Theresa May’s hopes of a ‘Plan B’ Brexit deal with Jeremy Corbyn look set to be dashed as senior Labour figures have warned they can’t sign up to her plea to abide by a fresh set of Commons votes.
Talks between the government and opposition broke up again without any substantive agreement on Monday night, and few on either side now expect a cross-party agreement on major issues such as customs or a second referendum.
But with her preferred option of a joint deal on the edge of collapse, HuffPost UK has learned that even May’s fallback plan - of a series of ‘definitive votes’, whittling various plans down to one single option - is set to be rejected by Labour.
May’s idea of both parties agreeing be bound by the votes has gone down badly as the party’s MPs and shadow ministers have made clear they can’t be expected to “blindly” back any of the outcomes.
After the third crushing defeat of her Brexit plans six weeks ago, the prime minister said the way out of the parliamentary deadlock was to work with Labour on a joint plan, and if that failed to hold a series of votes on alternatives.
The talks have failed to produce any workable compromise to date as shadow ministers complain that there has been little change in the government’s stance.
Shadow Brexit Secretary Keir Starmer led a Labour team that held yet more talks with government ministers, fronted by May’s de facto deputy David Lidington, in the Commons on Monday night.
Corbyn told his MPs at the weekly meeting of the Parliamentary Labour Party (PLP): “The government’s red lines have not changed and the idea that Tory MPs are going to come round any time soon to accept the deal is fanciful.”
And as the Cabinet prepares to meet on Tuesday, May is under pressure to end the talks and instead push for what No.10 calls ‘Plan B’.
MPs would be asked to stage a series of votes on alternatives ranging from a customs union to a Norway-style exit to a second referendum.
Some ministers want to force the Commons to make its mind up through a series of X-factor-style run-off votes to produce a majority that has so far eluded parliament.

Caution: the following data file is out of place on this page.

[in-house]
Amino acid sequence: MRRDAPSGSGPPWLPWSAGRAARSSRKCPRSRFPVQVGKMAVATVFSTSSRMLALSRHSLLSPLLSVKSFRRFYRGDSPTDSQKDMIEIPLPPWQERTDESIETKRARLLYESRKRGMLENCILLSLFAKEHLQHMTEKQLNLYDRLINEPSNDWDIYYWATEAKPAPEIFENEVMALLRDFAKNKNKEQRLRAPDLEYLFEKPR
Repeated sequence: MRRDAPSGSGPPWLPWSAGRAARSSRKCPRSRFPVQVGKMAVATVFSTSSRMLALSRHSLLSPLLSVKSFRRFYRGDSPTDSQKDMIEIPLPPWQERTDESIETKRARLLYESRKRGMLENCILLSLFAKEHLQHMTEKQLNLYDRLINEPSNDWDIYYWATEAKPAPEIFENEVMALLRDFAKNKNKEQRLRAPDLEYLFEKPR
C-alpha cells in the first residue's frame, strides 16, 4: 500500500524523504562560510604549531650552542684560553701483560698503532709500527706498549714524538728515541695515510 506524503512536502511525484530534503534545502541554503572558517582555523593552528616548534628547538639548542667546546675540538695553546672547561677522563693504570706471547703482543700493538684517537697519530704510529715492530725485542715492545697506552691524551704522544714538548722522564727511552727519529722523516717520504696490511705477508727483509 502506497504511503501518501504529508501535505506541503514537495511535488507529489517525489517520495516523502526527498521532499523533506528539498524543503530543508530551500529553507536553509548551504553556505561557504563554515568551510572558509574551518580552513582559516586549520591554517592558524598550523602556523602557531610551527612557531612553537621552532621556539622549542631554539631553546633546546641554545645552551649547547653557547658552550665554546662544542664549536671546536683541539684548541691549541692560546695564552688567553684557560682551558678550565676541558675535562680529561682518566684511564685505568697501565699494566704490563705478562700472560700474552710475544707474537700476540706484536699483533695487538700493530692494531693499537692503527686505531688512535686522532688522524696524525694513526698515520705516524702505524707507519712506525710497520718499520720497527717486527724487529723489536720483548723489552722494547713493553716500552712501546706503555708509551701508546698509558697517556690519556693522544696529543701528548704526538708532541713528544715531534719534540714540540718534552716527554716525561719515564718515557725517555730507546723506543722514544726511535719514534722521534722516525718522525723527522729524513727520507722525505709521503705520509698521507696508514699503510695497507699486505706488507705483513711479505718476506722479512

Unlike previous ‘indicative votes’, MPs would stage ‘definitive’ or ‘iterative’ votes to get a final result, with second preferences being used in a voting system.
However, shadow ministers and Labour insiders have revealed deep-seated opposition to the idea of the run-off votes, and of the party agreeing to be bound by the results, whatever the outcome.
“It ain’t gonna happen,” one party source said. “No minority in a parliamentary democracy could ever sign up to that system, for something where you agree to be bound by an outcome without knowing what it will be.
“And even if we wanted to, the idea we could force our MPs to agree to it is for the birds.”
A shadow minister said it was fanciful to suggest that Labour would agree to be bound by any process that could in turn be torn up by a new ‘no-deal’ Tory leader like Boris Johnson or Dominic Raab.
“It’s just not a runner. All the same issues that apply in the talks apply here [to ‘definitive’ votes]. We can’t sign up to something where the options could be laid and our hands are bound, then their hands aren’t.
“And anything that squeaks through now, would need to be put to the public. Nothing is going through on the Labour side in terms of a stable majority for a unified position if it doesn’t have that attached.”
There is deep scepticism among MPs that the idea of ‘indicative votes’ could produce any further progress than when they were last used several weeks ago.
Following a push by Tory grandee Sir Oliver Letwin, MPs failed to produce a majority for any of the options.
Now, it is understood that even Letwin has confided to colleagues to the effort to get a Commons majority through a new run-off process is highly unlikely. “The indicative votes idea has run its course,” one insider said.
Some Labour MPs believe that May will still try to push her series of votes, with her own Brexit deal among them, if only to prove that her plan has more votes than other alternatives.
Earlier, No.10 signalled that the ‘Plan B’ of more votes was in part reliant on the opposition.
“Ideally we would have Labour support in order to go ahead with these votes. Because obviously what is important is we are seeking a stable majority for a way to leave the EU with a deal,” the PM’s official spokesman said.
When asked by HuffPost UK if there were any other options May was considering, the spokesman replied: “I’m not aware of anything further, other than what we continue to work on, which is essentially Plan A.
“If that is not the plan we are able to move forward, then the alternative route would be a small number of votes.”
A Labour source said that no substantive progress had been made in the talks: “Talks continued tonight and the shadow cabinet and trades unions will be updated on what has been discussed.”
A Downing Street spokesperson said: “In preparation for an update to Cabinet tomorrow, today’s meeting took stock across the range of issues discussed in talks over the last few weeks.
“We continue to seek to agree a way forward in order to secure our orderly withdrawal from the EU.”